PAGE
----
I couldn’t help but dip back into the “Toy Chest Theater” bag this week when I saw this shot of Obi-Wan and Princess Leia from Victor Garcia.

Garcia has an entire page filled with Star Wars shots using the figures by Hot Toys. But this shot spoke to me because of Leia’s unexpectedly large role in the Obi-Wan Kenobi show, which ends today. Obviously Ewan McGregor and Vivian Lyra Blair have played the roles there. But this shot of Obi-Wan and Leia as we first saw them has a nice, vintage, classic Star Wars feel to it.

Obi-Wan Kenobi, Princess Leia, Victor Garcia

Email Rob at primaryignition@yahoo.com, or check us out on Twitter.

The Essential Clone Wars: “The Mandalore Plot”

***I must confess that, despite being a huge Star Wars geek, I have yet to see the landmark Clone Wars animated show in its entirety. I’m aiming to rectify that to a large extent here, as we look at pivotal episodes of the series in, “The Essential Clone Wars.”

Star Wars The Clone Wars The Mandalore Plot, Duchess SatineSERIES: Star Wars: The Clone Wars
EPISODE:
S2:E12 – “The Mandalore Plot”
WITH THE VOICE TALENTS OF:
James Arnold Taylor, Anna Graves, Jon Favreau, Corey Burton, Greg Proops
WRITER:
Melinda Hsu
DIRECTOR:
Kyle Dunlevy
PREMIERE DATE:
January 29, 2010
SYNOPSIS:
Obi-Wan reunites with an old friend to solve a mystery on Mandalore.

By Rob Siebert
Fanboy Wonder

Episodes like “The Mandalore Plot” expose a problem with the show: Obi-Wan’s costume. For whatever reason, characters like Obi-Wan, Anakin, and Ahsoka appear in the same singular outfit episode after episode. That’s not a drastic problem, as they’re Jedi and virtually always wear similar outfits. But for Obi-Wan it’s a problem, as they opted to put him in battle armor for his singular outfit. That works fine for battle sequences. But this episode starts with a diplomatic mission to Mandalore. As such, the armor is inappropriate. Obi-Wan really should have been in Jedi robes, akin to what he wears in all three prequel films.

Making the Mandalorians their own society of super commandos presents a problem: It devalues Boba Fett and Jango Fett, as we now virtually have a planet full of characters that all have similar costumes and gadgets. Considering what pivotal roles Boba and Jango have in the saga at large, I would have deemed that unacceptable, regardless of whether that’s how the Mandalorians were originally conceived.

Star Wars The Clone Wars, The Mandalore Plot, Pre Vizsla

What’s more, it’s a problem that Star Wars wasn’t able to even try and solve until more than a decade later, when we got to The Mandalorian. When we get to “The Tragedy” in season two, we’re able to see how Boba Fett’s fighting style is much more brutal than Din Djarin’s, and presumably the rest of the Mandalorians. I’d still prefer Boba and Jango had the whole helmet and jetpack M.O. to themselves. But that helped.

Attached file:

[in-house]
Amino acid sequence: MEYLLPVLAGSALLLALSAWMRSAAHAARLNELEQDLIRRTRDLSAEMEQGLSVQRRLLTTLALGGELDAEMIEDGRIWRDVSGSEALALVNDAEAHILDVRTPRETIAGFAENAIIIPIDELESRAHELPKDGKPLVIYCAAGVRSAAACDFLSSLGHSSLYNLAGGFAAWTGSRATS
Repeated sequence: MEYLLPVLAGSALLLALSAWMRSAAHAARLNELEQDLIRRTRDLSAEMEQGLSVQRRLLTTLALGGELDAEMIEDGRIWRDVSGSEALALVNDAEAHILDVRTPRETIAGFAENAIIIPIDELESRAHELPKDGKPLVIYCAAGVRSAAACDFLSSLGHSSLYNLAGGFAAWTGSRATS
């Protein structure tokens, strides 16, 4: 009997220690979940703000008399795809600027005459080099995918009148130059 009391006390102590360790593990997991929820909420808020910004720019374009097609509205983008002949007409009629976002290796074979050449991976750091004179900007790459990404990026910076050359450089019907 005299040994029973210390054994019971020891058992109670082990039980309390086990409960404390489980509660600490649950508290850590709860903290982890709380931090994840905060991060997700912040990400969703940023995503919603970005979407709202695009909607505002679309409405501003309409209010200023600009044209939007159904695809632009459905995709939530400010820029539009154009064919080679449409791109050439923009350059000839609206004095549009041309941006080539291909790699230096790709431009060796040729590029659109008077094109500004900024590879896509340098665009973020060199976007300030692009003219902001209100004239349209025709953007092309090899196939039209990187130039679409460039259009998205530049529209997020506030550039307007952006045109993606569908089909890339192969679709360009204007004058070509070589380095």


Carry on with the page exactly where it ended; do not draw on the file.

On the subject of The Mandalorian, the man who would become its showrunner, Jon Favreau, plays Pre Vizsla. I’m not enamored with that casting choice, though. Maybe it’s the stark contrast of his nasally American accent against the ones James Arnold Taylor and Anna Graves give to Obi-Wan and Satine. (I say that as a guy with a nasally American accent. It’s not an insult, I promise.)

The Clone Wars is a kids show, right? At least in theory? I say that because it’s not often you see a suicide on a kids show. We hear the sound of his body hitting the ground and everything. I ain’t mad at it. I’m just saying you don’t see it often. If ever…

Before strapping Obi-Wan into that Adam West Batman style death trap, the Death Watch soldiers thought enough to take Obi-Wan’s lightsaber. However they apparently didn’t think to check him for communication devices. Bad form, gentlemen.

Email Rob at primaryignition@yahoo.com, or check us out on Twitter.

Toy Chest Theater: Obi-Wan Kenobi by @jdv_edits

By Rob Siebert
Fanboy Wonder

Tomorrow, Obi-Wan Kenobi wraps up on Disney+. While the series definitely has its share of critics (Some Star Wars fans really hate Star Wars…), I’m among those who’ve enjoyed the series overall.

In that spirit, here we have a Lego image from @jdv_edits, depicting the scene in “Part IV” where Obi-Wan holds back the ocean water from rushing in through the window. I think that what pushes this pic over the edge is how it’s lit. It’s not an exact replica of how that scene on the show was lit. But it’s enough to make it look like it should be in one of those Lego Star Wars games.

Lego Obi-Wan Kenobi, jdv_edits

Email Rob at primaryignition@yahoo.com, or check us out on Twitter.

George Lucas on Star Wars: The Kurosawa Influence

***Think what you will about George Lucas, but in terms of Star Wars, it can all be traced back to him. That’s why I always find it so interesting to listen to him talk about it. His creative process, the reason certain decisions were made, and how these movies became the pop cultural staples they are. This space is dedicated to just that. This is “George Lucas on Star Wars.”***

By Rob Siebert
Fanboy Wonder

C-3PO, R2-D2, Star Wars Episode IV A New Hope